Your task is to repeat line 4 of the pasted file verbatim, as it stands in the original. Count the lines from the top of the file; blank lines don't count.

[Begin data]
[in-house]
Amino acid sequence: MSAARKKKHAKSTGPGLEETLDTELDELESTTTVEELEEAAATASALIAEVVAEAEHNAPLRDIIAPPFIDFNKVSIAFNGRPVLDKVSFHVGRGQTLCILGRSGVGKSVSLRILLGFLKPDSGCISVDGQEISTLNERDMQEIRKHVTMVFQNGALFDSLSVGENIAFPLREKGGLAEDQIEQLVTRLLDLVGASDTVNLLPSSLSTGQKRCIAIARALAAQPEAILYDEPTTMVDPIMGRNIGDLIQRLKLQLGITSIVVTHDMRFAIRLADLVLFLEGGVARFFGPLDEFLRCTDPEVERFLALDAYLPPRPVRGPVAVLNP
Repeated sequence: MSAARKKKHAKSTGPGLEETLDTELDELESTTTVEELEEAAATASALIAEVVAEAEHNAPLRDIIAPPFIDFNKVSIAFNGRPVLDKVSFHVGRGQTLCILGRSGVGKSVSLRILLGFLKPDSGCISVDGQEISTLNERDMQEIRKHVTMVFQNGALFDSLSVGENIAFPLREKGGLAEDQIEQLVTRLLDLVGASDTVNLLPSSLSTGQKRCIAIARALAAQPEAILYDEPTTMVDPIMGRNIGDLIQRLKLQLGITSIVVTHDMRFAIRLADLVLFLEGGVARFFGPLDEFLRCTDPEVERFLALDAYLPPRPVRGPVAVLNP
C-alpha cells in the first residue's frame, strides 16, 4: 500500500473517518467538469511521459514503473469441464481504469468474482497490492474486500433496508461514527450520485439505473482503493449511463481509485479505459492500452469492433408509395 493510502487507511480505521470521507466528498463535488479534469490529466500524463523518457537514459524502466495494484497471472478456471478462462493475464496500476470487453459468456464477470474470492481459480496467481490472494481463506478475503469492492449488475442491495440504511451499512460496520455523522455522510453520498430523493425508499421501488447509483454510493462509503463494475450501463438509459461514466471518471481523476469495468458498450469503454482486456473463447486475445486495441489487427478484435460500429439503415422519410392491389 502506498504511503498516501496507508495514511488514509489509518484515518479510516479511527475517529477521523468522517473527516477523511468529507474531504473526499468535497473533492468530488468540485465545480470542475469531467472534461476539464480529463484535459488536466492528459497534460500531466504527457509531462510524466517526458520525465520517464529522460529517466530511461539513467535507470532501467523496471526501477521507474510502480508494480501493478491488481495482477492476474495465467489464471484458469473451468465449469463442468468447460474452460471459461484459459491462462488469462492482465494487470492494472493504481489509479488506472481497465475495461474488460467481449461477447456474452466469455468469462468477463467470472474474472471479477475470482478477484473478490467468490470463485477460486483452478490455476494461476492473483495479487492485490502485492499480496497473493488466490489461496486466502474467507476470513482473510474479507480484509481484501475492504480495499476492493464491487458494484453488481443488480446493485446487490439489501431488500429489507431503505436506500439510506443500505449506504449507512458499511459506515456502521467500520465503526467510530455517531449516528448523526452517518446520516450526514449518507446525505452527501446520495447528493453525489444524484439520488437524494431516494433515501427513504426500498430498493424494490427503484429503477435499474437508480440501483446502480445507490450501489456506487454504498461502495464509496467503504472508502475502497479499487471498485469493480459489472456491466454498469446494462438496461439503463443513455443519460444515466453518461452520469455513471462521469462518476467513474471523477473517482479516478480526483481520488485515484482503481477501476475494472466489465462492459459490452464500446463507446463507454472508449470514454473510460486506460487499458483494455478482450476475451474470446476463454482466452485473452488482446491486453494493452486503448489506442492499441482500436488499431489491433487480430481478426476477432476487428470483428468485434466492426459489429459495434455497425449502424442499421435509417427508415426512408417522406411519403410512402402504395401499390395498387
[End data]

C-alpha cells in the first residue's frame, strides 16, 4: 500500500473517518467538469511521459514503473469441464481504469468474482497490492474486500433496508461514527450520485439505473482503493449511463481509485479505459492500452469492433408509395 493510502487507511480505521470521507466528498463535488479534469490529466500524463523518457537514459524502466495494484497471472478456471478462462493475464496500476470487453459468456464477470474470492481459480496467481490472494481463506478475503469492492449488475442491495440504511451499512460496520455523522455522510453520498430523493425508499421501488447509483454510493462509503463494475450501463438509459461514466471518471481523476469495468458498450469503454482486456473463447486475445486495441489487427478484435460500429439503415422519410392491389 502506498504511503498516501496507508495514511488514509489509518484515518479510516479511527475517529477521523468522517473527516477523511468529507474531504473526499468535497473533492468530488468540485465545480470542475469531467472534461476539464480529463484535459488536466492528459497534460500531466504527457509531462510524466517526458520525465520517464529522460529517466530511461539513467535507470532501467523496471526501477521507474510502480508494480501493478491488481495482477492476474495465467489464471484458469473451468465449469463442468468447460474452460471459461484459459491462462488469462492482465494487470492494472493504481489509479488506472481497465475495461474488460467481449461477447456474452466469455468469462468477463467470472474474472471479477475470482478477484473478490467468490470463485477460486483452478490455476494461476492473483495479487492485490502485492499480496497473493488466490489461496486466502474467507476470513482473510474479507480484509481484501475492504480495499476492493464491487458494484453488481443488480446493485446487490439489501431488500429489507431503505436506500439510506443500505449506504449507512458499511459506515456502521467500520465503526467510530455517531449516528448523526452517518446520516450526514449518507446525505452527501446520495447528493453525489444524484439520488437524494431516494433515501427513504426500498430498493424494490427503484429503477435499474437508480440501483446502480445507490450501489456506487454504498461502495464509496467503504472508502475502497479499487471498485469493480459489472456491466454498469446494462438496461439503463443513455443519460444515466453518461452520469455513471462521469462518476467513474471523477473517482479516478480526483481520488485515484482503481477501476475494472466489465462492459459490452464500446463507446463507454472508449470514454473510460486506460487499458483494455478482450476475451474470446476463454482466452485473452488482446491486453494493452486503448489506442492499441482500436488499431489491433487480430481478426476477432476487428470483428468485434466492426459489429459495434455497425449502424442499421435509417427508415426512408417522406411519403410512402402504395401499390395498387